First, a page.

Keeping up with your emotional health is just as important to maintaining your physical health. Selecting the right exercise routines and deciding on your diet from a day-to-day basis can have beneficial or devastating effects to your body.
It seems more people in the United States are becoming conflicted with depression. This could be due to the economy and it’s down-spiral, and can be connected by our environment and even our genetics.
According to WebMd, one of my favorite medical online websites, Jen Uscher gives us details on foods to avoid to prevent depression, or help refrain from the effects.
A new study examines the impact of four health behaviors on chronic disease. Practicing healthier behaviors contributes to a longer and healthier life.
What You Can Do to Live a Healthier and Longer Life
Avoid Excessive Alcohol Use:
Drink alcohol in moderation (men should have no more than two drinks per day; and women no more than one drink per day).
If you do not smoke, don’t start.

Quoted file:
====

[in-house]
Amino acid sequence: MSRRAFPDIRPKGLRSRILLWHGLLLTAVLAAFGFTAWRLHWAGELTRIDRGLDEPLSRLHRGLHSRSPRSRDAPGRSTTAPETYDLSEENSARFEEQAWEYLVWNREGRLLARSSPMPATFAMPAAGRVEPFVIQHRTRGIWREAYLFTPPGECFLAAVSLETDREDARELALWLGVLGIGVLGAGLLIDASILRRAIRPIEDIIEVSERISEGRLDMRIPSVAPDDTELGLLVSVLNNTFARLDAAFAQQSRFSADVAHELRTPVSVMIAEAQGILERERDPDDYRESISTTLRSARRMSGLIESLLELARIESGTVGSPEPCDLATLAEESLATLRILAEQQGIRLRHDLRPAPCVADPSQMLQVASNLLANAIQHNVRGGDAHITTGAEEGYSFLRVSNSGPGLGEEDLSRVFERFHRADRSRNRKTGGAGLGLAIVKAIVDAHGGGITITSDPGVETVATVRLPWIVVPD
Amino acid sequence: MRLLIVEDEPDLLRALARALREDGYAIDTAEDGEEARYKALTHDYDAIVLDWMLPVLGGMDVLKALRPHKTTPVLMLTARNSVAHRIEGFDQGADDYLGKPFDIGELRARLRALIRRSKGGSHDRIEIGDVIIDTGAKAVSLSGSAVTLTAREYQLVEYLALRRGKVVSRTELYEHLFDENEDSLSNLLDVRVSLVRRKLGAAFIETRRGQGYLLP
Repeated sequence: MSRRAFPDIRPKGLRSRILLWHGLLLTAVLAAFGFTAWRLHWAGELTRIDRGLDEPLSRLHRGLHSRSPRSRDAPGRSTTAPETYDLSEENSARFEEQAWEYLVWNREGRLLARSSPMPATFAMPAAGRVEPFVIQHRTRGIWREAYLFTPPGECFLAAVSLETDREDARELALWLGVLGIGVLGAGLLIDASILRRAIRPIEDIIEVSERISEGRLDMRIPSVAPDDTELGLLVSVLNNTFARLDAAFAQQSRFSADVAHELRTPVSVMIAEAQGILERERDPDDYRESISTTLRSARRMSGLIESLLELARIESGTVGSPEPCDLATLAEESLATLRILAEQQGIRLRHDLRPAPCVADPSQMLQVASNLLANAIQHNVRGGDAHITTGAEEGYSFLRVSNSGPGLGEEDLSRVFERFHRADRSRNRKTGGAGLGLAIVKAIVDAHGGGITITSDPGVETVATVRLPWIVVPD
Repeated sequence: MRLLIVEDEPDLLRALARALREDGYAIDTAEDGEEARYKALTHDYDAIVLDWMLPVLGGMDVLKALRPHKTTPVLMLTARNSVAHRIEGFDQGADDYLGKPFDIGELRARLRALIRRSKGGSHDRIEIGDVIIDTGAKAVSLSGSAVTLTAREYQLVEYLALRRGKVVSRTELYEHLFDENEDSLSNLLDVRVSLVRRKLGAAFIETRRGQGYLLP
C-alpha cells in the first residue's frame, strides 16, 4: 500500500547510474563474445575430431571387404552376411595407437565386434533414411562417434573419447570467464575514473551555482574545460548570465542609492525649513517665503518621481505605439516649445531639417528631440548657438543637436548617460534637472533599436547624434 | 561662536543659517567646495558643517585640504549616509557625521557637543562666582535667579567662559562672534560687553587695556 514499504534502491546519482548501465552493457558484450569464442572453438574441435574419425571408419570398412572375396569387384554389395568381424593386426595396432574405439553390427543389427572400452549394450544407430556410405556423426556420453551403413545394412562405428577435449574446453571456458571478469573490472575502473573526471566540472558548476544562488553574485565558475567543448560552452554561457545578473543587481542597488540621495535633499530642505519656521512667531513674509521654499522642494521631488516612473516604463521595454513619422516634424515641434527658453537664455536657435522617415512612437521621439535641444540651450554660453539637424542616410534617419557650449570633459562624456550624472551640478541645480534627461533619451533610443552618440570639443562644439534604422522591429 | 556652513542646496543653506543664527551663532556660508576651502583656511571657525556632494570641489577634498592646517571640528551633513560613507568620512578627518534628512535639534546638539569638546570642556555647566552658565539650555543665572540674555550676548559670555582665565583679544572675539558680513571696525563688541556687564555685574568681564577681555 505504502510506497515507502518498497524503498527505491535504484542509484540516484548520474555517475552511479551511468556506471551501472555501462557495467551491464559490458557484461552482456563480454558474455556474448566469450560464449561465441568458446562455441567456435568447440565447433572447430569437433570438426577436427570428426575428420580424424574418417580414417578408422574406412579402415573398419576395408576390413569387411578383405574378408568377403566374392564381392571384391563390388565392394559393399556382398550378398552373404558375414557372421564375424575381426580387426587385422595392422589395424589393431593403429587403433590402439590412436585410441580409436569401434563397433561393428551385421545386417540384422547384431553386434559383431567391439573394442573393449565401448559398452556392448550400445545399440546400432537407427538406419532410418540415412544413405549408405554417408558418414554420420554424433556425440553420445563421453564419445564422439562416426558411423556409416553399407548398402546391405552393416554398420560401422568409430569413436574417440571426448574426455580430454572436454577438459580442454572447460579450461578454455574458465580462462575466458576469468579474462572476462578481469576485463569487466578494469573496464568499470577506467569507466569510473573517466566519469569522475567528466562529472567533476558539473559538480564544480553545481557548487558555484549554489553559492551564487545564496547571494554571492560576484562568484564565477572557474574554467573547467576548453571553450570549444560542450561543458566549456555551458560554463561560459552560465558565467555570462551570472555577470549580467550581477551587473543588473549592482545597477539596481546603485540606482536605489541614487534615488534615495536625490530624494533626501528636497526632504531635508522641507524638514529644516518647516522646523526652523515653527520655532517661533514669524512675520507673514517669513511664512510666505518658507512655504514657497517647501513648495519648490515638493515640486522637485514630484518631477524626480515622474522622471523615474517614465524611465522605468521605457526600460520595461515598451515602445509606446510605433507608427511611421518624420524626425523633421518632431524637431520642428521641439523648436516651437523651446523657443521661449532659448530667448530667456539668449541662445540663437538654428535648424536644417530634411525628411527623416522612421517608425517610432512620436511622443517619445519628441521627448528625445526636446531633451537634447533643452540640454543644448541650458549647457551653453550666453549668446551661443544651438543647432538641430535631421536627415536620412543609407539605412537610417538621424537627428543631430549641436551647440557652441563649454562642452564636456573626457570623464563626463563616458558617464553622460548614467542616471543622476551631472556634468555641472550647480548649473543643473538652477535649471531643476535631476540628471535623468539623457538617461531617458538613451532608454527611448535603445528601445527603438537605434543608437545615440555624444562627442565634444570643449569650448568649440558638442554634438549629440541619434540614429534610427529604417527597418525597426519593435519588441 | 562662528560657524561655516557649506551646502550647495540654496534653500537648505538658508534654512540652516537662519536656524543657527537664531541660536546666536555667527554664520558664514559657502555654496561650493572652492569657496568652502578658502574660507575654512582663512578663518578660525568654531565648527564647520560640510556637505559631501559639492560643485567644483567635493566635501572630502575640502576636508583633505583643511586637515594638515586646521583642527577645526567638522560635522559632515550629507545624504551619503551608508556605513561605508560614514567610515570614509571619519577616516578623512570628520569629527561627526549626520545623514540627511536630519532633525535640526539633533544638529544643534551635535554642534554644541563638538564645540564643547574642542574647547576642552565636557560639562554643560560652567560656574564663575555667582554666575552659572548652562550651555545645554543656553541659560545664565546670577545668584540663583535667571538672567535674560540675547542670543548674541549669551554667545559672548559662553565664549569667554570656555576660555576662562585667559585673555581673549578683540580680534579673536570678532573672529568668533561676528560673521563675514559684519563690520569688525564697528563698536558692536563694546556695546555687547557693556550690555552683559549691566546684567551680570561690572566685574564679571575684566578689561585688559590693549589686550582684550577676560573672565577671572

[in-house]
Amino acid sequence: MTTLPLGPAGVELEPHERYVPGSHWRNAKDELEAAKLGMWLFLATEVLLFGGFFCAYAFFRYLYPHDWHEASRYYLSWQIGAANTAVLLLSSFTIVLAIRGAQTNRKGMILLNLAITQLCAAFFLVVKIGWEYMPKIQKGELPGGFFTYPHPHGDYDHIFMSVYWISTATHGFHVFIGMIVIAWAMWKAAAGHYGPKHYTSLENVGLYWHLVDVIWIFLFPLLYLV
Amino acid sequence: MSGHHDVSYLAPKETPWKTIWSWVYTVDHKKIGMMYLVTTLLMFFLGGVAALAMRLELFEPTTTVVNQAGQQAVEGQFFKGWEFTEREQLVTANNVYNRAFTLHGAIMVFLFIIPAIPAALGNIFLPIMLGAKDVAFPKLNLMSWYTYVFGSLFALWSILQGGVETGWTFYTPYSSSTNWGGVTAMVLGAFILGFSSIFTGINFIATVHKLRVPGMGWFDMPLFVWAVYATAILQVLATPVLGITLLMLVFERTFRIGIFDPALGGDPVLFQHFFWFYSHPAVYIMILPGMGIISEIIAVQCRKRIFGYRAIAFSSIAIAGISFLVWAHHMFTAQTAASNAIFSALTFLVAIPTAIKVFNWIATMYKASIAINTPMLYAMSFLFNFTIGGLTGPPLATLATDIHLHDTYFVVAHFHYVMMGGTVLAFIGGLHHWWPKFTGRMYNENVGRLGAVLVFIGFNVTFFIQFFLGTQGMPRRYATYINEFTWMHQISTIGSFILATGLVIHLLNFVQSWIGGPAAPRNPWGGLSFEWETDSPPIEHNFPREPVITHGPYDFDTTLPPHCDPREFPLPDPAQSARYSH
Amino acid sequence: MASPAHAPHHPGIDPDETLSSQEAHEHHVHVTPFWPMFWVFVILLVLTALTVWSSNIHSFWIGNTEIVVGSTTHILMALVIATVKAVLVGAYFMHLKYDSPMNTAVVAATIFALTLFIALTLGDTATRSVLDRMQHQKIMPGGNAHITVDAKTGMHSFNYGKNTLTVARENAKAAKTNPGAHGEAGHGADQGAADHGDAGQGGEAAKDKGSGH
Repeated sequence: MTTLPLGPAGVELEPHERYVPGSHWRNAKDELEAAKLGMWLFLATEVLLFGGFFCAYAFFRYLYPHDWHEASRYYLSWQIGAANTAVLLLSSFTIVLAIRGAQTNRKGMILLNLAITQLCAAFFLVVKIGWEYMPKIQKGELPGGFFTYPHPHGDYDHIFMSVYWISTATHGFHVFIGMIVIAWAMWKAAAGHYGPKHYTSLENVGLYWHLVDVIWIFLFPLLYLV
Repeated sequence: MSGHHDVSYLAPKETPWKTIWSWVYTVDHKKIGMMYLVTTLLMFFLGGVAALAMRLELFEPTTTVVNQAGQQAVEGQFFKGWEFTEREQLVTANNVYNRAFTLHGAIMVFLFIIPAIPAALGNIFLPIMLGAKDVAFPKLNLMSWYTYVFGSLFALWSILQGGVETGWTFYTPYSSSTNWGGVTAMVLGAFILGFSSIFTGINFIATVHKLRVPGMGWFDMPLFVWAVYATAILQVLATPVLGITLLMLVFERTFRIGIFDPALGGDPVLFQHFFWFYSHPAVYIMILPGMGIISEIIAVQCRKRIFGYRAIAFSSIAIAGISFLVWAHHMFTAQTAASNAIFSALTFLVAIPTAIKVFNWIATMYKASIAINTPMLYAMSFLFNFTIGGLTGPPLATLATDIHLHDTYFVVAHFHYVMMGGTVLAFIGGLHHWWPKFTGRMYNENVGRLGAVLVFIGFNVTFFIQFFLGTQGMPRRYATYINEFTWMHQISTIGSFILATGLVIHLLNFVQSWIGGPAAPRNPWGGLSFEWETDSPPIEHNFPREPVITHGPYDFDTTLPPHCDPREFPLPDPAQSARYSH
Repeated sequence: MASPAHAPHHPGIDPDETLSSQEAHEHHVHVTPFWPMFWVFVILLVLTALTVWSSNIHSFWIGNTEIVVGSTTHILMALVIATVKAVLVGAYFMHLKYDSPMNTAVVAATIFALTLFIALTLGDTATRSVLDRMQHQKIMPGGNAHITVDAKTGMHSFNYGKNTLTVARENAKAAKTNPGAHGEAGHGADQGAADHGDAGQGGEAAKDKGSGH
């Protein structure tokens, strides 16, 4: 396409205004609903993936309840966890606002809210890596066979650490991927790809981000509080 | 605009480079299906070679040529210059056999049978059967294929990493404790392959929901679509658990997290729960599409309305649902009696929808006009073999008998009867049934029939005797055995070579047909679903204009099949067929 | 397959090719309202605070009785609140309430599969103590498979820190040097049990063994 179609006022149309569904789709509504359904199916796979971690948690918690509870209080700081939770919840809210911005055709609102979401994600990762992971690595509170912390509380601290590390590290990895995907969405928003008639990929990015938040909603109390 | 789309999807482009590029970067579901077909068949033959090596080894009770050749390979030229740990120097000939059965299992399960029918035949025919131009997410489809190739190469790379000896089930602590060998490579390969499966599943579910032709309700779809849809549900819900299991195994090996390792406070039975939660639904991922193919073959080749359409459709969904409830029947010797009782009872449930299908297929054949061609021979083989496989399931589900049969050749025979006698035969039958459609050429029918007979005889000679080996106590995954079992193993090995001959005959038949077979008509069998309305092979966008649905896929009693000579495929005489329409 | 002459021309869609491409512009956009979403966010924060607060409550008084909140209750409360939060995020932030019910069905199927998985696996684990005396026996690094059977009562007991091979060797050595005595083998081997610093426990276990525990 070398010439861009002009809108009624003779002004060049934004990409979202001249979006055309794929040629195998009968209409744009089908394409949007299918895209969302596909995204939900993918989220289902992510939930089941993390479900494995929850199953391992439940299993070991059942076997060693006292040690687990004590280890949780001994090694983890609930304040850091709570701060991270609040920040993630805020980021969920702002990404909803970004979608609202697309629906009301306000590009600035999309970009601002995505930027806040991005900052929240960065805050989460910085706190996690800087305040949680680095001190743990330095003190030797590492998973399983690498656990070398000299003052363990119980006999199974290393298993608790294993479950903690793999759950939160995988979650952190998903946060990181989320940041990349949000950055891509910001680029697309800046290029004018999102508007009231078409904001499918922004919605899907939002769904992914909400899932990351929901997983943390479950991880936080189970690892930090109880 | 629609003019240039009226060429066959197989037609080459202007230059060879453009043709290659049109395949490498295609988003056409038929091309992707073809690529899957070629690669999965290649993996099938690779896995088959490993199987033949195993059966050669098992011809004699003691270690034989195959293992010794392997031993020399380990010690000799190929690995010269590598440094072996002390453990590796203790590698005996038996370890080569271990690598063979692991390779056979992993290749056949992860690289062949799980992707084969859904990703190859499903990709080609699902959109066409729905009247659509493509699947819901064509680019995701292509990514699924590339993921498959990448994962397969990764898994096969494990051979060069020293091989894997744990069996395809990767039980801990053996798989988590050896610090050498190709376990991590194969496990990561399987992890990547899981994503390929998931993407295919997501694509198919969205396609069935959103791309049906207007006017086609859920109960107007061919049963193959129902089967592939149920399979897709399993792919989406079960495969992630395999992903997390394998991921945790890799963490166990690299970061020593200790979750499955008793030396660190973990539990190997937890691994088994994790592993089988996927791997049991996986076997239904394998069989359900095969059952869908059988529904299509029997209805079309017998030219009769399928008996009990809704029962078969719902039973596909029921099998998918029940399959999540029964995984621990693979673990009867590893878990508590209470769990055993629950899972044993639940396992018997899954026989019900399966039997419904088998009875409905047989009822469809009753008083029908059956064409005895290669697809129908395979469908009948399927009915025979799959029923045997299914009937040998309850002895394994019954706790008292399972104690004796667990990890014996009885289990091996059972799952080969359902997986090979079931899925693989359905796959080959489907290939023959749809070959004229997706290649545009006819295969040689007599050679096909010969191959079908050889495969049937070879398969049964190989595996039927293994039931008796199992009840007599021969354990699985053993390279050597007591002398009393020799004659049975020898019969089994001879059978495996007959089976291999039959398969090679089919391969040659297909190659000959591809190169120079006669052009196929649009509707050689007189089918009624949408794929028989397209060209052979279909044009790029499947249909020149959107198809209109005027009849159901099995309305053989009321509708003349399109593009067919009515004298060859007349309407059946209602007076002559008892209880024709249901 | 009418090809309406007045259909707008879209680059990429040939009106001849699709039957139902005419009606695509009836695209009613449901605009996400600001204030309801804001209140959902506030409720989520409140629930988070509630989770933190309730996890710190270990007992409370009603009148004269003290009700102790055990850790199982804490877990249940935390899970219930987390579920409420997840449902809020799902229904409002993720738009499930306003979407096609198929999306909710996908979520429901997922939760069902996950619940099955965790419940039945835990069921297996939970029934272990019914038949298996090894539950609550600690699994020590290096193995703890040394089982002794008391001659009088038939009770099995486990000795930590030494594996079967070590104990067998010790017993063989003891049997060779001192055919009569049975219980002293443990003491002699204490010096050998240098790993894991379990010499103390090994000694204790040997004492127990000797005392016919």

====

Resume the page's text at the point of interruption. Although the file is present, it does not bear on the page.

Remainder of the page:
If you currently smoke, and want to quit, call 1-800-Quit-Now, a free telephone support service that can help you to stop smoking or using tobacco.
Eat more fruits, vegetables, whole grains, fat-free and low-fat dairy products, and seafood.
Eat fewer foods with sodium (salt), saturated fats, trans fats, cholesterol, added sugars, and refined grains.
Engage in Physical Activity:
Participate in 2 hours and 30 minutes (150 minutes) of moderate-intensity aerobic activity (i.e., brisk walking) every week, or
Participate in 1 hour and 15 minutes (75 minutes) of vigorous-intensity aerobic activity (i.e., jogging or running) every week, or
Participate in an equivalent mix of moderate- and vigorous-intensity aerobic activity and
Engage in muscle-strengthening activities on 2 or more days a week that work all major muscle groups (legs, hips, back, abdomen, chest, shoulders, and arms)
Kung HC, Hoyert DL, Xu JQ, Murphy SL. Deaths: final data for 2005. National Vital Statistics Reports 2008;56(10).
Ford ES, Zhao G, Tsai J, Li C. Low-risk lifestyle behaviors and all-cause mortality: Findings from the National Health and Nutrition Examination Survey III Mortality Study. American Journal of Public Health., published online ahead of print August 18, 2011.